Interim Tripoli government says son of Muammar Gaddafi was arrested while attempting to flee to neighbouring Niger.
Celebrations have erupted across Libya at the capture of Saif al-Islam Gaddafi, the fugitive son of Libya’s deceased former dictator. Libyan state TV reported that Saif has arrived in captivity and unhurt at an army base in the town of Zintan, 90 miles south-west of Tripoli.
Muammar Gaddafi’s second and highest-profile son, who vowed to die fighting but was taken without firing a shot, was captured along with several bodyguards by fighters near the town of Obari in Libya’s southern desert, said the interim justice minister and other officials.
Saif was said to be in good health, according to the justice minister Mohammed al-Alagi, although photographs showed bandages .
“We have arrested Saif al-Islam Gaddafi in [the] Obari area,” the minister told Reuters.
Saif was captured near the southern city of Sabha with two aides trying to smuggle him out to neighbouring Niger, militia commander Bashir al-Tayeleb said.
Zintan, a base for forces in the Nafusa Mountains which played a key part in the storming of Tripoli in the summer, is reported to have crowds dancing in the streets and waving the Libyan flag.
There are reports that an angry mob tried to storm the plane on which Saif was taken to the western mountain town of Zintan, the home of one of the largest revolutionary brigades in Libya. Video footage showed dozens of people on top of the aircraft.
Gunfire is echoing across the capital, Tripoli, where large crowds have gathered in Martyrs’ Square firing volleys of automatic fire in the air. “A great day, a great day,” said Abdullah, a taxi driver, stuck in one of the traffic jams that built up around the square.
Libyan TV also showed a photo purportedly of Saif in custody. He is sitting by a bed and holding up three bandaged fingers as a guard looks on.
There were reports that Saif was wounded during his capture. But Saif told Reuters that his hand was bandaged due to wounds sustained in a Nato air strike a month ago. Asked if he was feeling all right, he replied: “Yes.”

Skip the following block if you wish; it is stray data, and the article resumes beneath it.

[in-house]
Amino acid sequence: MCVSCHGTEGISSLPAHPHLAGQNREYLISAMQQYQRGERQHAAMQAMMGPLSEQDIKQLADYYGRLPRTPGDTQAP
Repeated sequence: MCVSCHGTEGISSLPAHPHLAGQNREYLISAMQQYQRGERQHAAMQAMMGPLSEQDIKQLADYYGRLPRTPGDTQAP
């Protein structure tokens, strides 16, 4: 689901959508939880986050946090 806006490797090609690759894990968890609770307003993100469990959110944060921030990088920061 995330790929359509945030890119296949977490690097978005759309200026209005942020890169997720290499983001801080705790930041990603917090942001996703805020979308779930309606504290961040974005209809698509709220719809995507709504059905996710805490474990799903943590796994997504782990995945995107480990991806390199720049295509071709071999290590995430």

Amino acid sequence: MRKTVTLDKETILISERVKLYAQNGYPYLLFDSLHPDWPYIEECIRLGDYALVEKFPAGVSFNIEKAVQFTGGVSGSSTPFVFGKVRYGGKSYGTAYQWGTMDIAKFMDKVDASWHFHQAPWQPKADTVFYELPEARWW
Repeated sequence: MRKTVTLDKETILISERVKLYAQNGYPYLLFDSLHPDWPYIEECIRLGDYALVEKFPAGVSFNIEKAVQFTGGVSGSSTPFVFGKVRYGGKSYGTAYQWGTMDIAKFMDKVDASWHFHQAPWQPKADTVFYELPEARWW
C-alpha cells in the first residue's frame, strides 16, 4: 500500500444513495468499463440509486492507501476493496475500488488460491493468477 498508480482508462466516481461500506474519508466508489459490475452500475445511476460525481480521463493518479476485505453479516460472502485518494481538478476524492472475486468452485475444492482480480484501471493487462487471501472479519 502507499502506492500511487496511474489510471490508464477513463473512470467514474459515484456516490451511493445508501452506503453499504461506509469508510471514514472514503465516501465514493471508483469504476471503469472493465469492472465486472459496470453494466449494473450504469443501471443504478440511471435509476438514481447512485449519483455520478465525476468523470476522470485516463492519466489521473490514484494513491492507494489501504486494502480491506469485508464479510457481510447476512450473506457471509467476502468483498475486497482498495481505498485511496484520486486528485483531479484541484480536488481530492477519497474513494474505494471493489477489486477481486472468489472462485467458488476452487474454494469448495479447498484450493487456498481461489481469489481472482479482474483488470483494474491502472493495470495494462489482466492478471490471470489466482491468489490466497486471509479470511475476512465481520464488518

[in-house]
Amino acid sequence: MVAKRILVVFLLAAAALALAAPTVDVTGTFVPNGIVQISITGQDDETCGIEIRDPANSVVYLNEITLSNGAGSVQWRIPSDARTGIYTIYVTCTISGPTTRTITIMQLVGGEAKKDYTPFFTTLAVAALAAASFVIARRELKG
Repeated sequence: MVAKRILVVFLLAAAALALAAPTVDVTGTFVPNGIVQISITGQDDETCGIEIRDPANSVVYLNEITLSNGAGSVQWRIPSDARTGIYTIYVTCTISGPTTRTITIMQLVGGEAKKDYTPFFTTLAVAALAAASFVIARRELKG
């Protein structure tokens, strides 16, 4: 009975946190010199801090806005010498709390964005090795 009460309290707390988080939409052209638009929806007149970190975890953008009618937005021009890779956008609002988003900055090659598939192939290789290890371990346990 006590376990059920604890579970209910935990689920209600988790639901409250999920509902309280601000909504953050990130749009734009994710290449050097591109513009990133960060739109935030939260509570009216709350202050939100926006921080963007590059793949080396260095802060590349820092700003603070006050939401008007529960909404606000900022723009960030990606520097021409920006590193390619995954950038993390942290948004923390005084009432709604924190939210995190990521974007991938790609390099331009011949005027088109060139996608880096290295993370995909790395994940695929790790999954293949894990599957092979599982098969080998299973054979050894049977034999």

“At the beginning he was very scared. He thought we would kill him,” Ahmed Ammar, one of his captors, told the news agency.
Tlayeb, of the Zintan brigades said it would be up to the Libya’s transitional ruling National Transitional Council to decide on where Saif would be tried.
He added that there was still no information about Libya’s former intelligence chief Abdullah al-Senussi’s location.
Many Libyans believe Saif holds the keys in his head to billions of dollars of public money amassed by the Gaddafi family. But his captors said they found only a few thousand dollars and a cache of rifles in vehicles seized during his capture.
The arrest comes after months of hunting for the suspect in the southern desert but also provides the first challenge for the new government which prime minister Abdel-Rahim al-Keeb is due to announce on Sunday.
Previously, the ruling National Transitional Council has insisted it will try any war criminals in Libya and not extradite them to the international criminal court which in June indicted Gaddafi for war crimes and crimes against humanity.
“If they want to try Saif then what can they do to make Zintan hand him over?” said Henry Smith, an analyst with the Control Risks group.
“They may leave his fate to Zintanis but then where does that leave Libya’s embryonic judicial system? This is an acid test of the NTC’s authority.”
Last month, Saif told the international criminal court he is innocent of alleged crimes against humanity. The court, based in The Hague, is seeking his arrest on charges relating to Libya’s civil war.
Alagi said he was in touch with the ICC over how to deal with Saif, either at home or The Hague. He told al-Jazeera: “We Libyans do not oppose the presence of international monitors to monitor the trial procedures that will take place for the symbols of the former regime.”
The international criminal court’s chief prosecutor will go to Libya in a week to discuss how and where Saif will be prosecuted.
Luis Moreno-Ocampo said: “I’m going to Libya to discuss how we manage this issue. But the news is Saif will get justice. Where and how, that we will discuss.”
The ICC charged Muammar Gaddafi, Saif al-Islam, and Senussi with crimes against humanity for the bombing and shooting of civilian protesters in February.
British foreign secretary, William Hague, welcomed Saif’s arrest as “another significant step forward in the transition to a new, democratic Libya.”
Hague added: ” We stand ready to assist the Libyan government and the ICC to bring Saif al-Islam to justice. I welcome the Libyan authorities’ commitment to ensure his detention and trial meet international standards.”
Saif fled Libya after forces loyal to Libya’s new rulers captured and apparently killed his father outside his hometown of Sirte. But Libyan officials are determined to resist attempts to bring Saif before the ICC, claiming he should instead face justice at home.
When Tripoli seemed set to fall to the rebels, he appeared outside a hotel in the city meeting loyalists and talking to western reporters. He went underground after the capital fell to revolutionary forces.
Born in 1972, Saif is the oldest of seven children of Muammar and Safia Gaddafi. He drew western backing in previous years by touting himself as a liberal reformer but then staunchly backed his father in the brutal crackdown on rebels in the regime’s final days.
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